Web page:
The current Swedish government decided that a selection of State run museums would have free admission. Debate about the reasoning behind the decision, and whether it achieves it’s aim of making culture more accessible, can be had elsewhere. Its a fact.
One of the museums included in the section is on that I love and have gladly paid many times to visit: Hallwylska museet(The Hallwyl museum) at Hamngatan here in Stockholm.
If it’s your first visit I do however recommend paying for the guided tour as it let’s you into rooms not open to unattended visitors.
I’ve taken the tour(more then once) but my memory is a bit blurred: I tend to let my eye wander and focus on beautiful objects instead of listening to the tour guide. Basically it was built as a private residence by Eleonora Von Hallwyl and her husband. She had the money and thus the last word about design and interiors. It’s very classic but was also one of the first houses in Stockholm that had a telephone line. Eleonora Von Hallwyl is also another example of “You are not a hoarder if you stuffs in order”; she had these huge logbooks where everything(but everything) owned and used was recorded.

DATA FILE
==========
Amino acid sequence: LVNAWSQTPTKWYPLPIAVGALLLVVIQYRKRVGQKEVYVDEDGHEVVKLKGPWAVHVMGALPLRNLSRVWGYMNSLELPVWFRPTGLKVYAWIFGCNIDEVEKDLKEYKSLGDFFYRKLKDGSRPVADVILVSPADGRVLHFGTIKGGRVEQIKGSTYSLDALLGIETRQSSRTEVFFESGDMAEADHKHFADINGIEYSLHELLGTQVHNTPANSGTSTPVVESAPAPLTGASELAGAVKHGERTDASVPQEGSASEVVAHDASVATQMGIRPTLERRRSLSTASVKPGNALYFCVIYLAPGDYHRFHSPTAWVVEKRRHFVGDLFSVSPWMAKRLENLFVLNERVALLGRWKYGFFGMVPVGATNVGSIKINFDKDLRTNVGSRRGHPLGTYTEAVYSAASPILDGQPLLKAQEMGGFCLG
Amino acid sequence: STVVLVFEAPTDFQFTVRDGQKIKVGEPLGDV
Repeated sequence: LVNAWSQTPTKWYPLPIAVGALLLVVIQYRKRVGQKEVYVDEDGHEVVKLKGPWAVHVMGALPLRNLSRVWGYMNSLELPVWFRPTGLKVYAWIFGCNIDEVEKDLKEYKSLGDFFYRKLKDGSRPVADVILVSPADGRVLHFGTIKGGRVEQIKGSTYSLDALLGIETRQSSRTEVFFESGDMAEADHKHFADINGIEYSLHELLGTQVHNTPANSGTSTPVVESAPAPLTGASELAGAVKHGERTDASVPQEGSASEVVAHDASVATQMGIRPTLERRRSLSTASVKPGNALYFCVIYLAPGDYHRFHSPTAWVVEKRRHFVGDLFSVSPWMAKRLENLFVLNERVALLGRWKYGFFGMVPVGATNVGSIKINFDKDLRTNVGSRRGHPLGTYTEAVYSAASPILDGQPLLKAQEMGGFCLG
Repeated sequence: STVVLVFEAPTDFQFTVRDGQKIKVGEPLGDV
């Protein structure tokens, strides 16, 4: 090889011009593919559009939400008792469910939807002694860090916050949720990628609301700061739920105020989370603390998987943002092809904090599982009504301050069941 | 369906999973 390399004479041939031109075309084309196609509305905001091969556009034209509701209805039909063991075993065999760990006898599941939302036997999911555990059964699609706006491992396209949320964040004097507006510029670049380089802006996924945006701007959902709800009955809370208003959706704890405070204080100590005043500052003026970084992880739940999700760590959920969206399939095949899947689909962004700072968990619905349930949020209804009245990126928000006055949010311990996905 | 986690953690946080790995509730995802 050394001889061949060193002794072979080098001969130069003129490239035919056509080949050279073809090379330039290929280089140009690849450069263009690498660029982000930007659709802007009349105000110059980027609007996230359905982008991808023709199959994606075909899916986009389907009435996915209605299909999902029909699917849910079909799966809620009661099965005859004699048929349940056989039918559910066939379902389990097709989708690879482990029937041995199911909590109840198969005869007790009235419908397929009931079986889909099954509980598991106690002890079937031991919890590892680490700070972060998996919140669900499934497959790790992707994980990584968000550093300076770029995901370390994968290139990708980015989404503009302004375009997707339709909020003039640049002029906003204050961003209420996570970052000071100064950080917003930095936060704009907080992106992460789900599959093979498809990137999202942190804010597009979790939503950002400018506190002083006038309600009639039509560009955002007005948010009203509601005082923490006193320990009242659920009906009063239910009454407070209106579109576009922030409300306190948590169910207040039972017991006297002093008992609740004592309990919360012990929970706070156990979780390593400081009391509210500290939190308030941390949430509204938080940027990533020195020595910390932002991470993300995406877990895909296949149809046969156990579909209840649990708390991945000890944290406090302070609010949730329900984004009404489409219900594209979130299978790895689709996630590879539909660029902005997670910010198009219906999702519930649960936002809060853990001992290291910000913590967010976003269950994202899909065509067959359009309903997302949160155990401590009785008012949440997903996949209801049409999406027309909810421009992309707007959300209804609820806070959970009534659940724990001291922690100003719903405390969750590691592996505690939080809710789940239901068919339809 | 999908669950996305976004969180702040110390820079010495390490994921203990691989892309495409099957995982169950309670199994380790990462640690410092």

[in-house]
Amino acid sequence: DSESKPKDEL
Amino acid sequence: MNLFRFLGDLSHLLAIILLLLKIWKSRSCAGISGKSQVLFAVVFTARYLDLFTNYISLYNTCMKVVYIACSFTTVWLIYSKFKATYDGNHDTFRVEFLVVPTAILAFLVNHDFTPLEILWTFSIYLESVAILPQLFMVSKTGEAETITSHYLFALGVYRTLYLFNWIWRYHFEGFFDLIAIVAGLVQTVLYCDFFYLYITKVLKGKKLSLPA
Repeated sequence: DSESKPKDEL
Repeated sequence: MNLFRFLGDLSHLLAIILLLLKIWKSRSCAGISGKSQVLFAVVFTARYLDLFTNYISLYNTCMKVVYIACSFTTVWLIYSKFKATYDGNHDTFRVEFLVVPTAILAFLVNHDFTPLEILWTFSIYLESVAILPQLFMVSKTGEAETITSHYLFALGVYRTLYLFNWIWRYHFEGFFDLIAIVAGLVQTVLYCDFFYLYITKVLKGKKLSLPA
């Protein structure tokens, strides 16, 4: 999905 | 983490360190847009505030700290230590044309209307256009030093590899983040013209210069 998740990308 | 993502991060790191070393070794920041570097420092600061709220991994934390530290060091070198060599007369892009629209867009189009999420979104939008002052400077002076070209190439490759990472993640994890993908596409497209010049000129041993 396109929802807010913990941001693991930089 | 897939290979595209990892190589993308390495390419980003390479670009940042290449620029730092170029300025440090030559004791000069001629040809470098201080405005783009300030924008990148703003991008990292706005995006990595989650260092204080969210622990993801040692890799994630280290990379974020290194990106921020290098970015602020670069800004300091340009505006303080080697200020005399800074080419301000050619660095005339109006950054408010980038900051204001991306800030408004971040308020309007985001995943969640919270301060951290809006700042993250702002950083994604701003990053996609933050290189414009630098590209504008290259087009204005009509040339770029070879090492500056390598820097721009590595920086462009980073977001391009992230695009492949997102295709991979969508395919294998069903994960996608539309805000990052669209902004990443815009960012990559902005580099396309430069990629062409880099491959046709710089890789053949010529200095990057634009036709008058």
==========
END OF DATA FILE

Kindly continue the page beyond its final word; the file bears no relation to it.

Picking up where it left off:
As it is an old house admission is restricted to 120 people at one time which means that you might have to stand in line if you visit on a Sunday afternoon but when inside it is never crowded and you can really look at things. It’s like walking around in the set of Downton Abbey or an novel by Henry James(in fact they had costumes from Downton Abbey on display once, and have had other fashion related exhibits. Another reason for me to love it and continue to visit).
I will probably make one more visit before the year is over; around Christmas they deck the place out like it would have looked “back in the day” with a huge Christmas tree and lots of lights. It’s just the kind of thing to get me into a seasonal spirit.
You can find out more here.